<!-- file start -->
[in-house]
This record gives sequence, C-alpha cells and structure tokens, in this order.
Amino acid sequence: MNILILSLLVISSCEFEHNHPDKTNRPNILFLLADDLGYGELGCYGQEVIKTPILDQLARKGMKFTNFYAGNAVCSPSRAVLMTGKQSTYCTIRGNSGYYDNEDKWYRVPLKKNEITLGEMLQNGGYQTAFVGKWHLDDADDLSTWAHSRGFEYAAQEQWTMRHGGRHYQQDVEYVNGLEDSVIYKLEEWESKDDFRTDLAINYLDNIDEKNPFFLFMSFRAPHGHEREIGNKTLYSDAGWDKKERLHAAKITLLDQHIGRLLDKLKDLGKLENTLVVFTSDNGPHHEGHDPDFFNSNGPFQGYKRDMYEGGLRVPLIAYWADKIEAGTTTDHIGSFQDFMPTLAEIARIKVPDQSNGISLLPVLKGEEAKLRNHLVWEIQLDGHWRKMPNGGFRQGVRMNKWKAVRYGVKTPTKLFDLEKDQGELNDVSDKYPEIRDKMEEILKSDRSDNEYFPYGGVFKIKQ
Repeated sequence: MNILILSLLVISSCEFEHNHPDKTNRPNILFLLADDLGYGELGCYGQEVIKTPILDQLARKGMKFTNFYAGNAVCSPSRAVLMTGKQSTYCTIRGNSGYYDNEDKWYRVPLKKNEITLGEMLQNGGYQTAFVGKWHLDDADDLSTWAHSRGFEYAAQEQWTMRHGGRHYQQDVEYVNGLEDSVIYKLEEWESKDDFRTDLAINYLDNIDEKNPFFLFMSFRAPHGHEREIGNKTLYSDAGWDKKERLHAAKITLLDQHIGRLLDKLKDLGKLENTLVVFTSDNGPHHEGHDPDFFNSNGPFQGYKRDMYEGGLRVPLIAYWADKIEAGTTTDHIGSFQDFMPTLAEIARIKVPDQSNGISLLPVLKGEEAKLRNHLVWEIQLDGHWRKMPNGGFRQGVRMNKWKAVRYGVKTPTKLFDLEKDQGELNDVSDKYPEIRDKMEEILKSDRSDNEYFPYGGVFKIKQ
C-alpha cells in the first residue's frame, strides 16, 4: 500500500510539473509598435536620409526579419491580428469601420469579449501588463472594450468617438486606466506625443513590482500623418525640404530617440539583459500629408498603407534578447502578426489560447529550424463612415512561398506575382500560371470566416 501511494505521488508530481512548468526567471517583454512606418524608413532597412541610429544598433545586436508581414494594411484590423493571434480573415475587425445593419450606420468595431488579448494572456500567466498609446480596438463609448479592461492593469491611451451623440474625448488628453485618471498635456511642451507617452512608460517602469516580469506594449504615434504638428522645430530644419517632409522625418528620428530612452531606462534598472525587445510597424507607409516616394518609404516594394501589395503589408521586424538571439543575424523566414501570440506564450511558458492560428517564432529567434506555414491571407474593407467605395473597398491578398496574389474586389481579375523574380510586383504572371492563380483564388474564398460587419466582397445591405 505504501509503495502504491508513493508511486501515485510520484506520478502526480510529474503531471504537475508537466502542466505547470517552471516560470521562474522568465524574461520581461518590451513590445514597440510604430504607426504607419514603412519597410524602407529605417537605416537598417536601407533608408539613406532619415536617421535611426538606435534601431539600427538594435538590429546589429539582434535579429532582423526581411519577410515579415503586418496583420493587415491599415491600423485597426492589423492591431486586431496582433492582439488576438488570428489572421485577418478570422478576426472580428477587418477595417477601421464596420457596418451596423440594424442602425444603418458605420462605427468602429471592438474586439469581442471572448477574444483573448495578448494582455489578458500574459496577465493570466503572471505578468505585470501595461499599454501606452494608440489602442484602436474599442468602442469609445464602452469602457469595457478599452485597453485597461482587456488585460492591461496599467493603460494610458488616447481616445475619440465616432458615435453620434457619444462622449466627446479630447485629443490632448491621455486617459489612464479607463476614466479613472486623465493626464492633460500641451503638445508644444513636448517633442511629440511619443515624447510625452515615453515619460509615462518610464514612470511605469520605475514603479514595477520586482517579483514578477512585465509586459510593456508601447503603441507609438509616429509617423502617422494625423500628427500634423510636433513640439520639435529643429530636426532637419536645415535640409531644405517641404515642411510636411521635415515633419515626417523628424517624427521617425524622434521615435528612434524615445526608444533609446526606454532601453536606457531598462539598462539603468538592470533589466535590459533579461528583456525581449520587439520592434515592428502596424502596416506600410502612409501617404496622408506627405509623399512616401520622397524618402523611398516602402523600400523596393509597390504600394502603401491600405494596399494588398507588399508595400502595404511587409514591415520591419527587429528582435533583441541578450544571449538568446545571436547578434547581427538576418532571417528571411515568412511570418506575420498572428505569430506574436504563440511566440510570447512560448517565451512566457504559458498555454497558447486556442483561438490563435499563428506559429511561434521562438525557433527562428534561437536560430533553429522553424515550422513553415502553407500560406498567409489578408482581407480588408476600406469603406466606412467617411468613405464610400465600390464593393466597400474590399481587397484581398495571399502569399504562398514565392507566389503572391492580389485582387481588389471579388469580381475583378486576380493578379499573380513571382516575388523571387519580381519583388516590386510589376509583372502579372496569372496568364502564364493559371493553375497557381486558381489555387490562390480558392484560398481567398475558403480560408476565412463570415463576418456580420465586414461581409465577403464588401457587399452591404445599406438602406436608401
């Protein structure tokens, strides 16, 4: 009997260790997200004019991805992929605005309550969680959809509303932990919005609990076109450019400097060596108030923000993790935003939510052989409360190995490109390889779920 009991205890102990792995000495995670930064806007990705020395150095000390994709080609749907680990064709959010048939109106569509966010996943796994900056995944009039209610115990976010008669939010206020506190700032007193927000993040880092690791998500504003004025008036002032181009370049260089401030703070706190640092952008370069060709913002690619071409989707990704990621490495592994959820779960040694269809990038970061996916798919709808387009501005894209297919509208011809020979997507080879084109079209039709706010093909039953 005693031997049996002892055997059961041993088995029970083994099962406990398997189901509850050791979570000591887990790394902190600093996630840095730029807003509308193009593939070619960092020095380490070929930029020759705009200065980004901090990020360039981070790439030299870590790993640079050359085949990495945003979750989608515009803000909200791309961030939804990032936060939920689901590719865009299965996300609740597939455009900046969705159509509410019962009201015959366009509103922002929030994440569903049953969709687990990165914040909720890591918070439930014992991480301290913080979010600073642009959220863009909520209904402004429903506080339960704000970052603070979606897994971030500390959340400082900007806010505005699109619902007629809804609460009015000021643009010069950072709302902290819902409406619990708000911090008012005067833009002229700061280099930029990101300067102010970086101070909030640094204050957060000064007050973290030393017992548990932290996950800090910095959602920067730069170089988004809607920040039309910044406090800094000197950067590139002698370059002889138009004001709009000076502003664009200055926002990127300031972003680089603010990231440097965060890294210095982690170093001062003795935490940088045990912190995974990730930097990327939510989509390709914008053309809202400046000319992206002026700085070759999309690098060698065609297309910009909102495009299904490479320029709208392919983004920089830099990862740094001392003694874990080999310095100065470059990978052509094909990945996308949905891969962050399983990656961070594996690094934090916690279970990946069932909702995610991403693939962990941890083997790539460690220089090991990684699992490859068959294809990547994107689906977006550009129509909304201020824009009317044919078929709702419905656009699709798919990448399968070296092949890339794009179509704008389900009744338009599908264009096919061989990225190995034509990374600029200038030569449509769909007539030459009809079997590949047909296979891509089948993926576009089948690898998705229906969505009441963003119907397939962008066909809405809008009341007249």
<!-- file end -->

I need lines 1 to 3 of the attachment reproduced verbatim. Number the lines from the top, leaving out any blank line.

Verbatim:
[in-house]
This record gives sequence, C-alpha cells and structure tokens, in this order.
Amino acid sequence: MNILILSLLVISSCEFEHNHPDKTNRPNILFLLADDLGYGELGCYGQEVIKTPILDQLARKGMKFTNFYAGNAVCSPSRAVLMTGKQSTYCTIRGNSGYYDNEDKWYRVPLKKNEITLGEMLQNGGYQTAFVGKWHLDDADDLSTWAHSRGFEYAAQEQWTMRHGGRHYQQDVEYVNGLEDSVIYKLEEWESKDDFRTDLAINYLDNIDEKNPFFLFMSFRAPHGHEREIGNKTLYSDAGWDKKERLHAAKITLLDQHIGRLLDKLKDLGKLENTLVVFTSDNGPHHEGHDPDFFNSNGPFQGYKRDMYEGGLRVPLIAYWADKIEAGTTTDHIGSFQDFMPTLAEIARIKVPDQSNGISLLPVLKGEEAKLRNHLVWEIQLDGHWRKMPNGGFRQGVRMNKWKAVRYGVKTPTKLFDLEKDQGELNDVSDKYPEIRDKMEEILKSDRSDNEYFPYGGVFKIKQ